About the Brechner Center

"The Brechner Center is an invaluable, hands-on resource not only for working journalists -- but for future journalists, as well. For my journalism courses at the University of Miami, I copy large sections of Brechner's A Citizen's Guide to Government in the Sunshine for students, and heavily cite the Guide's contents while lecturing on the importance of Florida's Public Records Law."

Ronnie Greene,
Veteran investigative reporter & Urban Affairs Editor, The Miami Herald
Adjunct Professor of Journalism, University of Miami

FREQUENTLY ASKED QUESTIONS


Open Meetings

1. Are legislators required to publicize future meetings?

2. Where can a public meeting be held?

3.Can the public body holding the meeting restrict attendance, tape recorders or cameras?

4. What should I do if a meeting is improperly closed?

5. What if officials continue to refuse to open a meeting after receiving a formal request to make it open?


1. Are legislators required to publicize future meetings?
Another constitutional amendment, approved by voters in 1990, requires legislators to adopt procedural rules ensuring that meetings of committees, subcommittees and joint-conference committees are open and the public is notified. The constitutionally required rules also provide that informal, pre-arranged meetings of three or more legislators, or meetings involving legislative leaders and the governor, must be open where formal action is taken or agreed to be taken later. However, the amendment does not require notice of these informal meetings.


The public must be notified about public meetings. Notice should include the meeting’s time, place and the agenda, if available. The notice should be prominently displayed in the agency’s offices or meeting area.
Example of a government body’s announcement of a public meeting to the public

Back to the top

2. Where can a public meeting be held?
The Sunshine Law does not specify where a public meeting may be held, but it does prohibit facilities that discriminate on the basis of sex, age, race, creed, color, origin, or economic status, or which unreasonably restrict public access. Private buildings, even if open to the public, should be used only as a last resort. The goal, as always, should be maximum public attendance at the meeting. Also, boards and commissions generally must meet at or near their headquarters, or within their jurisdiction.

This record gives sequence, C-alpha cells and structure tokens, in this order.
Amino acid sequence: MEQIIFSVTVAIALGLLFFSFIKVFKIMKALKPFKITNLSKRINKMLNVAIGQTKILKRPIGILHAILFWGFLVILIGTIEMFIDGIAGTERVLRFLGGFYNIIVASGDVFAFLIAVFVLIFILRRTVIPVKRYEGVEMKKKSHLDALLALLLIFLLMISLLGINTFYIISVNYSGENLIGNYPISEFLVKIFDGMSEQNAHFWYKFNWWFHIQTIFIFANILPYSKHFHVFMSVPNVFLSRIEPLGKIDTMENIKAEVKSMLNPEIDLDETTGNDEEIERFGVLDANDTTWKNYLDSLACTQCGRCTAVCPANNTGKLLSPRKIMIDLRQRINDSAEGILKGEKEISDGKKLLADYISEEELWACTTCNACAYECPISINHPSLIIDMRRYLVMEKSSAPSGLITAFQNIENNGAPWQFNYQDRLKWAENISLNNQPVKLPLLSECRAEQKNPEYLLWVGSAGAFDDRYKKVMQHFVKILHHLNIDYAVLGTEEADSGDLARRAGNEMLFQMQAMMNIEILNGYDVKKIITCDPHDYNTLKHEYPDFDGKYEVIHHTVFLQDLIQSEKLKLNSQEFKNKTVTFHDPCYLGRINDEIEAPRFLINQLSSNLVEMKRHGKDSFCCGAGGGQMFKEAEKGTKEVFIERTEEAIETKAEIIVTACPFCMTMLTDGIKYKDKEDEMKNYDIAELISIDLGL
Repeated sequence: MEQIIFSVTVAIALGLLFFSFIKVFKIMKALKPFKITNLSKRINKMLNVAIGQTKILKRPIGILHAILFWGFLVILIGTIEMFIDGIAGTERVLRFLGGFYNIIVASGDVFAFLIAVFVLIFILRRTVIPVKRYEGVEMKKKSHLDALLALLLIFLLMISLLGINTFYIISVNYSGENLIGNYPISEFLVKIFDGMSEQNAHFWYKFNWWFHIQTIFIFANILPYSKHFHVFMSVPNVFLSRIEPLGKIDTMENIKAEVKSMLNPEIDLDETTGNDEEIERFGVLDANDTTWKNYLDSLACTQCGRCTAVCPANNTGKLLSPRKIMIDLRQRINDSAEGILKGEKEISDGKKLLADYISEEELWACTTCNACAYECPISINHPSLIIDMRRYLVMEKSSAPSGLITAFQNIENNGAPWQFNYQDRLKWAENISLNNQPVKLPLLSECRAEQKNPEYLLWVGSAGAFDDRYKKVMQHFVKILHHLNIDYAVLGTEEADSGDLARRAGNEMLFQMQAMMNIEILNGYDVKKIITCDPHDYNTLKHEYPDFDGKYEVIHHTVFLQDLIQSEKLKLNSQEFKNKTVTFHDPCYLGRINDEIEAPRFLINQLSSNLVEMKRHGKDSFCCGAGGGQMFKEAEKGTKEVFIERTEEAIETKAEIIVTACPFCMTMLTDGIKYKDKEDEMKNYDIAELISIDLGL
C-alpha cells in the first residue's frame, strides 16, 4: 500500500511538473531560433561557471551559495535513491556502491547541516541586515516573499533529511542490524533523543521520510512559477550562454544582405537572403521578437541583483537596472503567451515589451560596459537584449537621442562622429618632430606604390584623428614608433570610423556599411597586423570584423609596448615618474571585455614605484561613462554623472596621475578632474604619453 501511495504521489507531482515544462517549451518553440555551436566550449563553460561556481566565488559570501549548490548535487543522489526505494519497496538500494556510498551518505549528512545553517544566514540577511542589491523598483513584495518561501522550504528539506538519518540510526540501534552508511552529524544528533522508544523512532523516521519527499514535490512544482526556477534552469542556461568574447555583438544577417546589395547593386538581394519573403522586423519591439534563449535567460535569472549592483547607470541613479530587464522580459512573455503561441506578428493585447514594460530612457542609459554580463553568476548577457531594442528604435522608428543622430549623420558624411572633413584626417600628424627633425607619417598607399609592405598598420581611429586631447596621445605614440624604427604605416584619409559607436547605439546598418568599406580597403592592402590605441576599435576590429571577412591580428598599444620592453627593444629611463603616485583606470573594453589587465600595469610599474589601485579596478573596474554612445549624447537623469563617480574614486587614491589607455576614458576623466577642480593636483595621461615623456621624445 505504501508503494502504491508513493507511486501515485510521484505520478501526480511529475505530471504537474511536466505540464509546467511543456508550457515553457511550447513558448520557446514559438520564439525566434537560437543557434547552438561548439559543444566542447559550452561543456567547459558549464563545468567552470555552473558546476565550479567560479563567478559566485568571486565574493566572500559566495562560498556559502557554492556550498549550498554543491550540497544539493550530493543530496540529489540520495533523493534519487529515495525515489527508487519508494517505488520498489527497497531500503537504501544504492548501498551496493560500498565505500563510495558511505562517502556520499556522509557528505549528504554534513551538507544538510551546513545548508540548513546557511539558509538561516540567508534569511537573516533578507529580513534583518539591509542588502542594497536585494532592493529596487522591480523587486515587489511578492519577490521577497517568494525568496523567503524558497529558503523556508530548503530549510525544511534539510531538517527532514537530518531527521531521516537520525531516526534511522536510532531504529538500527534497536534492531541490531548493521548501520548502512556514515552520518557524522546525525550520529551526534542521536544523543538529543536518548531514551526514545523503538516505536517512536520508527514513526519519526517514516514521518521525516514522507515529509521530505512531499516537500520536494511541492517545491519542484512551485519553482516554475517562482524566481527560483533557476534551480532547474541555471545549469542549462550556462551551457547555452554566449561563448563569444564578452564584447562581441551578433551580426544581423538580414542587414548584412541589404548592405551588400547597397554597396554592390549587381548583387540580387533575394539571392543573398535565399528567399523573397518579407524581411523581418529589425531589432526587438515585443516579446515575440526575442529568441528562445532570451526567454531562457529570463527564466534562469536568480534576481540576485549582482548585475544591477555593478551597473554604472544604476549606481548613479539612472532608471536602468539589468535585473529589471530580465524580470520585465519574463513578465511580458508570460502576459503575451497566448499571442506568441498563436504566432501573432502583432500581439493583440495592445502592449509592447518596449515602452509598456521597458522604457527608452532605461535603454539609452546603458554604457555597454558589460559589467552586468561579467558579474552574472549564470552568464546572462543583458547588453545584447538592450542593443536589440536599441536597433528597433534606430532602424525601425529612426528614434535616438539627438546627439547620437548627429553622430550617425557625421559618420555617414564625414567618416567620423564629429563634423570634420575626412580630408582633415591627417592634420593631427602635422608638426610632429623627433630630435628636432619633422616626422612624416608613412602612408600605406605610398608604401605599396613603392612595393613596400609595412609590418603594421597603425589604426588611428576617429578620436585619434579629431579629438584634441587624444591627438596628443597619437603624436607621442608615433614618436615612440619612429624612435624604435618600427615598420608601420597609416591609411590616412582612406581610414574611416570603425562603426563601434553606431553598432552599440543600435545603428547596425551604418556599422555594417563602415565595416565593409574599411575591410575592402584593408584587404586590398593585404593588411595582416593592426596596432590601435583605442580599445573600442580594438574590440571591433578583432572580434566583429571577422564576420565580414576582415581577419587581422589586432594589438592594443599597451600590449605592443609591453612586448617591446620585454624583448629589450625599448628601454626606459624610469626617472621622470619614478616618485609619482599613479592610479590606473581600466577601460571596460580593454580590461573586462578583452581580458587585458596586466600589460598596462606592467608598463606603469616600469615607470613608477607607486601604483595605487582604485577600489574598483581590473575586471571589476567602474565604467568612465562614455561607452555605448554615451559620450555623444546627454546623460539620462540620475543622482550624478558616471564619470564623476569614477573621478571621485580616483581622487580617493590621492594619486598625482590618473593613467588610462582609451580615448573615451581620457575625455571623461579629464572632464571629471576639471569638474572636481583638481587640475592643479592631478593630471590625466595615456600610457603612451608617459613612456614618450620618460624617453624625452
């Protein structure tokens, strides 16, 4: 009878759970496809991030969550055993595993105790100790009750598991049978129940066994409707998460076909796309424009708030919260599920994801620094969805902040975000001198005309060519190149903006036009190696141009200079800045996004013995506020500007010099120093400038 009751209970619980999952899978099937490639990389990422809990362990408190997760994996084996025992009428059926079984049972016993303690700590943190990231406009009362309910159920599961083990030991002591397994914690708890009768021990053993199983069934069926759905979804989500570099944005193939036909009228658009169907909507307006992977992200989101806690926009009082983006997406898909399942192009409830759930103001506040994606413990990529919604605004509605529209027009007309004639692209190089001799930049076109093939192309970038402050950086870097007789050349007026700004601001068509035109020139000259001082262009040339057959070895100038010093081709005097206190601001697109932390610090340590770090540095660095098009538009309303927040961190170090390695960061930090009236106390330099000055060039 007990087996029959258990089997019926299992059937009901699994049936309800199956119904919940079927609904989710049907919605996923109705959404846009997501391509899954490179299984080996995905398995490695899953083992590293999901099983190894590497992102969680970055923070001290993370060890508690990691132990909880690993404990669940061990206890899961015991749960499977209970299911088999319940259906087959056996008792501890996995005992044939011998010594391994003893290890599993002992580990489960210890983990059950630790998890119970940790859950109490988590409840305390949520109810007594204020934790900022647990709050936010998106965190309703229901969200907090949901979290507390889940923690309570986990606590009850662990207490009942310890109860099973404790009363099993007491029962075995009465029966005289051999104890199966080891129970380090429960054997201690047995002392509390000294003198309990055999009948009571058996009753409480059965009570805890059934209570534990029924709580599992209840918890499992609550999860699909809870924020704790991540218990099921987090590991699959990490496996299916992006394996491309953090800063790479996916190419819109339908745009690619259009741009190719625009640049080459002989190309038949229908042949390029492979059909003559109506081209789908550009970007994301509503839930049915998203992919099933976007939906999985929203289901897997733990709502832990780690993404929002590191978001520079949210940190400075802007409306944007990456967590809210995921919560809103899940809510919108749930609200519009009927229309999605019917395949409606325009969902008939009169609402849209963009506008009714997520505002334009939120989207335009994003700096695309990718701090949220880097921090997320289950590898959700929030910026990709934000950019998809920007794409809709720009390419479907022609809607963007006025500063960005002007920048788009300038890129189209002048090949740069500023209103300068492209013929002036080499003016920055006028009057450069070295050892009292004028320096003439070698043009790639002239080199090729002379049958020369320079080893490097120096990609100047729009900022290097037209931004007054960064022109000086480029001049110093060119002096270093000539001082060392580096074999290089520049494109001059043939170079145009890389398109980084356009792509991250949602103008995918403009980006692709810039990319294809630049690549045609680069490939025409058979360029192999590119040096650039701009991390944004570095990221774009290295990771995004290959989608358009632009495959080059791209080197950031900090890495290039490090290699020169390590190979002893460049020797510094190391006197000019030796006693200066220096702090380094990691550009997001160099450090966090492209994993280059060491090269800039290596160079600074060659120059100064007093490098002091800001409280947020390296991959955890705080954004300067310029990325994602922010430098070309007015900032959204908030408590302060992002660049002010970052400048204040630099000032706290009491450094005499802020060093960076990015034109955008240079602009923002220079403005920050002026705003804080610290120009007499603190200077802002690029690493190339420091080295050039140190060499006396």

Back to the top


3. Can the public body holding the meeting restrict attendance, tape recorders or cameras?
While bodies may institute reasonable rules to ensure orderly conduct at meetings, they should take reasonable steps to ensure that the facility will accommodate the anticipated turnout. Attendance at the meeting cannot be restricted, and the public body cannot prohibit tape recorders or cameras unless they are disruptive.


CASE IN POINT: In 2002, A Florida court found that a school board violated the sunshine law by not allowing unobtrusive videotaping of its public meeting. The court found that the board did not have unfettered authority to deny videotaping of its otherwise public meetings. Pinellas County Sch. Bd. v. Suncam, Inc., CASE NO. 2D01-4251 , COURT OF APPEAL OF FLORIDA, SECOND DISTRICT , 829 So. 2d 989; 2002 Fla. App.

Back to the top


4. What should I do if a meeting is improperly closed?
If it is known in advance that a meeting will be closed in violation of the Sunshine Law, the chairperson of the public body or its attorney should be notified. If time permits, the notice should be in writing. The written request should inform the public body of its duties under the Sunshine Law and should ask the public body to cite the exemption it is relying upon to close the meeting. The written notice may be sent by certified mail to ensure proof of receipt by the public body. See A Citizen’s Guide, page 12, for an example.

Back to the top


5. What if officials continue to refuse to open a meeting after receiving a formal request to make it open?
A circuit court may issue an injunction to prevent the closed meeting. Citizens may contact the State Attorney’s office in the appropriate judicial circuit or a private attorney to request help with securing an injunction or other legal action.

Back to the top